Background: Many studies have explored the effect of electronic medication management systems (EMMS) on doctors’ and nurses’ work, but few have focused specifically on pharmacists’ work. Aim: This study examined how implementation of a commercial EMMS affected the work of pharmacists in an Australian paediatric hospital. In particular, the study investigated whether any pharmacy tasks changed or were eliminated, or whether new tasks emerged following EMMS introduction. Methods: Two rounds of semistructured interviews with pharmacists, one 4 months and the other 1 year after EMMS implementation, were conducted. In total, 17 pharmacists were interviewed, comprising inpatient, outpatient and oncology pharmacists, as well as pharmacy managers. Results: EMMS implementation eliminated a small number of tasks, changed some tasks and created many new work tasks for pharmacists. These new tasks included helping doctors and nurses to use the EMMS, duplicated data entry and the review of additional information. Pharmacists held the view that their workload had increased and that additional pharmacists were necessary to cope with the new work requirements associated with the EMMS. Some problems were perceived to be the result of implementation of a US-designed EMMS that did not fully support Australian pharmacy workflows. Conclusion: Implementation of an EMMS in a paediatric hospital affected pharmacists’ work in a variety of ways, predominately by introducing new tasks. Anticipating how workflows will change with EMMS implementation is challenging. Undertaking regular reviews of workflow and planning for an increased burden on pharmacy staff is likely to improve the transition from paper to electronic medication management.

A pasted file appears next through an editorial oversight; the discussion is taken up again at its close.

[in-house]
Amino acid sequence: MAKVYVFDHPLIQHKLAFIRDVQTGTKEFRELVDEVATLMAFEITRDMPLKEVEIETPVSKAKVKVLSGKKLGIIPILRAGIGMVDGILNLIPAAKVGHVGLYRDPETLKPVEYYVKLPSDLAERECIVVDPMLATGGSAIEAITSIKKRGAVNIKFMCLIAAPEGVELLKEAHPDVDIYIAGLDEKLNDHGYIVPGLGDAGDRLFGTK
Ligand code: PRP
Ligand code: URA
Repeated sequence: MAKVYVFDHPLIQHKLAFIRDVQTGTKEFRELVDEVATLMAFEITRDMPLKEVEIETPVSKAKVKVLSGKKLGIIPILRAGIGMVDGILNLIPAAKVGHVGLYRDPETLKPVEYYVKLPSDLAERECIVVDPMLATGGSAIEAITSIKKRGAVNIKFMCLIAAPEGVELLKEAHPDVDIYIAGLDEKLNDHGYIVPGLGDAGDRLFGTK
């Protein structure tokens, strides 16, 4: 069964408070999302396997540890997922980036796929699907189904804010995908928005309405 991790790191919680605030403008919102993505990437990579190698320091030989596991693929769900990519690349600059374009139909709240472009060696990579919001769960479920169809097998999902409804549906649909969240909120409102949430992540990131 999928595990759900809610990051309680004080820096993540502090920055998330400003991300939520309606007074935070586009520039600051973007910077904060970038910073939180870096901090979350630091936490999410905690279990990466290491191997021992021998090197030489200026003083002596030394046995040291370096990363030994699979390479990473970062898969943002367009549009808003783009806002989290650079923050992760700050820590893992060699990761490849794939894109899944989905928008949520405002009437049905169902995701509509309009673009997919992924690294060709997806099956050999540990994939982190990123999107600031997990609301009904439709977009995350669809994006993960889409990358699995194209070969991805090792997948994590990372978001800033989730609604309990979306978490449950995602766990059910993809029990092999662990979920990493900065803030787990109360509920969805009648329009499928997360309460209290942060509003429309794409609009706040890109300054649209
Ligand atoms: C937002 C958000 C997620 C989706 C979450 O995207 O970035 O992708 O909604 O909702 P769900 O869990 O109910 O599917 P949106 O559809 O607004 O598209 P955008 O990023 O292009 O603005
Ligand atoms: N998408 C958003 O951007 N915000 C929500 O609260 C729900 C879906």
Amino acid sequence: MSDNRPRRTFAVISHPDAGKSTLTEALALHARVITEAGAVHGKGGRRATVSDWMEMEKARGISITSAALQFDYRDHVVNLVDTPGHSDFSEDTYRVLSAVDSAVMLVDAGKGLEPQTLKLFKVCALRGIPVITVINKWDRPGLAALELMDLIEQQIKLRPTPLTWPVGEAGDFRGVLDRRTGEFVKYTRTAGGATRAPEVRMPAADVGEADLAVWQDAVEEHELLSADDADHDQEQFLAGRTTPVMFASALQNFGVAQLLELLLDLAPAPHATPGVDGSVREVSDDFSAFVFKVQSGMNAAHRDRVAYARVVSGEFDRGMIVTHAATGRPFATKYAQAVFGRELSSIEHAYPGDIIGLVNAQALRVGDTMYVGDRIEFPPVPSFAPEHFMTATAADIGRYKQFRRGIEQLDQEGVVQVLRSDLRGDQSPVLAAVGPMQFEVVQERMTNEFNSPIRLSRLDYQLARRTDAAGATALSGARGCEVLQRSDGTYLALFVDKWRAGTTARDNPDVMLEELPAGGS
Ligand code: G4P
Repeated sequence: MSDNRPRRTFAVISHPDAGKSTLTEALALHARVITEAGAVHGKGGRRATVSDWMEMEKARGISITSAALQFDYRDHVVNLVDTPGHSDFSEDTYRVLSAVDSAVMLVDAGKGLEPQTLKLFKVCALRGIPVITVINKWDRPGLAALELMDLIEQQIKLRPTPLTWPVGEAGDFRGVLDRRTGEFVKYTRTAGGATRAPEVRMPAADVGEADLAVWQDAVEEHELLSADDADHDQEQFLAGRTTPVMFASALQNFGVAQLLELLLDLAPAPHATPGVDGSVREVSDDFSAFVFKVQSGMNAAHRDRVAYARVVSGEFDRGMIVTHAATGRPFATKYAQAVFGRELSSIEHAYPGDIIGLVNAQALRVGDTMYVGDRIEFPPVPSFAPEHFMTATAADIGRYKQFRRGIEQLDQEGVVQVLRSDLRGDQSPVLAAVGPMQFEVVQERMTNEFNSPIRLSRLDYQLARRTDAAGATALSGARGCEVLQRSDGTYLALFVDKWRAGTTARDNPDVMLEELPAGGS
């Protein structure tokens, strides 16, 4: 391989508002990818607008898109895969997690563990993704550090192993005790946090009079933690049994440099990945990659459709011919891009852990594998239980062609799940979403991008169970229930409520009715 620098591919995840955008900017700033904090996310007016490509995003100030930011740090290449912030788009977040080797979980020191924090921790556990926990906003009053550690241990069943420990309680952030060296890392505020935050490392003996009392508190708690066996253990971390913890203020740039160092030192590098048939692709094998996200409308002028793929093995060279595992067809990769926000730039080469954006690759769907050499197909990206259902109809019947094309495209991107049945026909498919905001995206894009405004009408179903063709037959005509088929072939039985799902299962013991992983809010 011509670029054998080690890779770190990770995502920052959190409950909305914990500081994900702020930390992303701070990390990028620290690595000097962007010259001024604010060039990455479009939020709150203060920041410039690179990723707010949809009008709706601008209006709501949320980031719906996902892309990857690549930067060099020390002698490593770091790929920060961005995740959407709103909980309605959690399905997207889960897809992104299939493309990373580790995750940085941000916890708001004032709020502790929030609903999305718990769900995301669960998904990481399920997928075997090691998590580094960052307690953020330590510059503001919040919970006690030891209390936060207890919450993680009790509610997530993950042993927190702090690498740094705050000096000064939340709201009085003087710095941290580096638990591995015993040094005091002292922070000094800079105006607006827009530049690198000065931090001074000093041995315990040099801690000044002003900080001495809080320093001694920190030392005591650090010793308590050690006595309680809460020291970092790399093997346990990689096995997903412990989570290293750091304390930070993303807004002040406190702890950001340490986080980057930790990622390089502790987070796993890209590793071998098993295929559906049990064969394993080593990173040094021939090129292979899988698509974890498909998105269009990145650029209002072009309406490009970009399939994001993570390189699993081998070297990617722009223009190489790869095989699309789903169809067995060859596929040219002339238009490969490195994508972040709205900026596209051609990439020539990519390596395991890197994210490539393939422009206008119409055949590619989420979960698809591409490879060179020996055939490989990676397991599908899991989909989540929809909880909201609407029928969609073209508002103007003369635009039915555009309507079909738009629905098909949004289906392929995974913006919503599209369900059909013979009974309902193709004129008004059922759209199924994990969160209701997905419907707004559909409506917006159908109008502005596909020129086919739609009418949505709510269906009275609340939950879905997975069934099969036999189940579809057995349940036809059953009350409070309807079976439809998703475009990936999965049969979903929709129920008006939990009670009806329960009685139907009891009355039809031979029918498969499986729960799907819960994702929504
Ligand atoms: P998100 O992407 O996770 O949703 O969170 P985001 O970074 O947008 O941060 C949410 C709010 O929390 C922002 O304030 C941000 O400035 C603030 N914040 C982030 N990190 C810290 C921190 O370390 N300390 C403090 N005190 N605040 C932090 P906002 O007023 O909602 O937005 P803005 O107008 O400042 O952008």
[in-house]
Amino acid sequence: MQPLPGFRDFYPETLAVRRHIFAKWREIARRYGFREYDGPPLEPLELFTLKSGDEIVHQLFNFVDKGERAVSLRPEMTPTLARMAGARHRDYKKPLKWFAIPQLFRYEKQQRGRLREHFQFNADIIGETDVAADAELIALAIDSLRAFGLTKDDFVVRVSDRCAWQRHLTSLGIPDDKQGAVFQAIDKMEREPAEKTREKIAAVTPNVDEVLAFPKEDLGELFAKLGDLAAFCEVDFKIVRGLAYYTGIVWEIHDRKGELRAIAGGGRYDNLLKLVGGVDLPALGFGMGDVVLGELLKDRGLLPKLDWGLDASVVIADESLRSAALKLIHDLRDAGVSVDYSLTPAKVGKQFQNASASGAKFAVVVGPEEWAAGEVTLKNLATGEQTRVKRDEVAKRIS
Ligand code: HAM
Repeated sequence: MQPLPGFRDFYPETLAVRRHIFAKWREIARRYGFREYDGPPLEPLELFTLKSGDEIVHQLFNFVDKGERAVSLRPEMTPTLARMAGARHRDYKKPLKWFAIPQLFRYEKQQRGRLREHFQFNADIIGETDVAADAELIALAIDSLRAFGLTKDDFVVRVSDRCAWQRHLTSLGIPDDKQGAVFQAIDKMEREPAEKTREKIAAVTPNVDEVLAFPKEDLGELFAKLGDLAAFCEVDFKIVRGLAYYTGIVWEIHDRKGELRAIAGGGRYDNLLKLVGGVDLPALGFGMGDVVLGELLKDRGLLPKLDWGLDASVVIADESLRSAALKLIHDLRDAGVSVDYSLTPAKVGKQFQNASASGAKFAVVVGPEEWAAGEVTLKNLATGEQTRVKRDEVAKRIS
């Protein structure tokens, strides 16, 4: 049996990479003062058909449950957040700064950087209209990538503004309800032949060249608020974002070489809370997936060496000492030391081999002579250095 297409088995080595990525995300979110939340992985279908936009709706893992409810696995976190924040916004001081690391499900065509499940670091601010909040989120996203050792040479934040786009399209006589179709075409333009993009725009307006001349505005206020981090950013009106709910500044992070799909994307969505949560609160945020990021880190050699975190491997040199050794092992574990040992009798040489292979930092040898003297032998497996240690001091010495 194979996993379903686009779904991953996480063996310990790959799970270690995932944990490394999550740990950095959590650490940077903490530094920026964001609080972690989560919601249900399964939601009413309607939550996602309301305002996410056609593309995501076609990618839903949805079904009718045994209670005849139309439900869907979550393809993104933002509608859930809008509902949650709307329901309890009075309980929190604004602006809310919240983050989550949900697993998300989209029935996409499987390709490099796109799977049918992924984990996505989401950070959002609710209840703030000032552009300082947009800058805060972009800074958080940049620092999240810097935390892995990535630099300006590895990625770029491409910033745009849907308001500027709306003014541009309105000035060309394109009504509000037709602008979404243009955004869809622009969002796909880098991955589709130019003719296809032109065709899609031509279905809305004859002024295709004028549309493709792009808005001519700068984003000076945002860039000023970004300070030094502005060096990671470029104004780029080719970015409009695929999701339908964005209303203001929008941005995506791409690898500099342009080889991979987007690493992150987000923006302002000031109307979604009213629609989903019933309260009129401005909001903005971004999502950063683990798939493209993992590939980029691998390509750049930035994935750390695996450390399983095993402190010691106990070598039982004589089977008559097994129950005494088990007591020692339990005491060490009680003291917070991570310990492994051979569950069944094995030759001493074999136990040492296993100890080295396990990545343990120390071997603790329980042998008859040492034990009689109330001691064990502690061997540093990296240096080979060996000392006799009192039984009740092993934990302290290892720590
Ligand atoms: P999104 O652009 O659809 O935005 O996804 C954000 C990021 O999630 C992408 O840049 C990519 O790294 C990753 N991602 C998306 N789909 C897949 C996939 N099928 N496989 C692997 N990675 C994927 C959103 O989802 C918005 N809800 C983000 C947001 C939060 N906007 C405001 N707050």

- electronic medical record
- electronic medication management
- hospital pharmacy service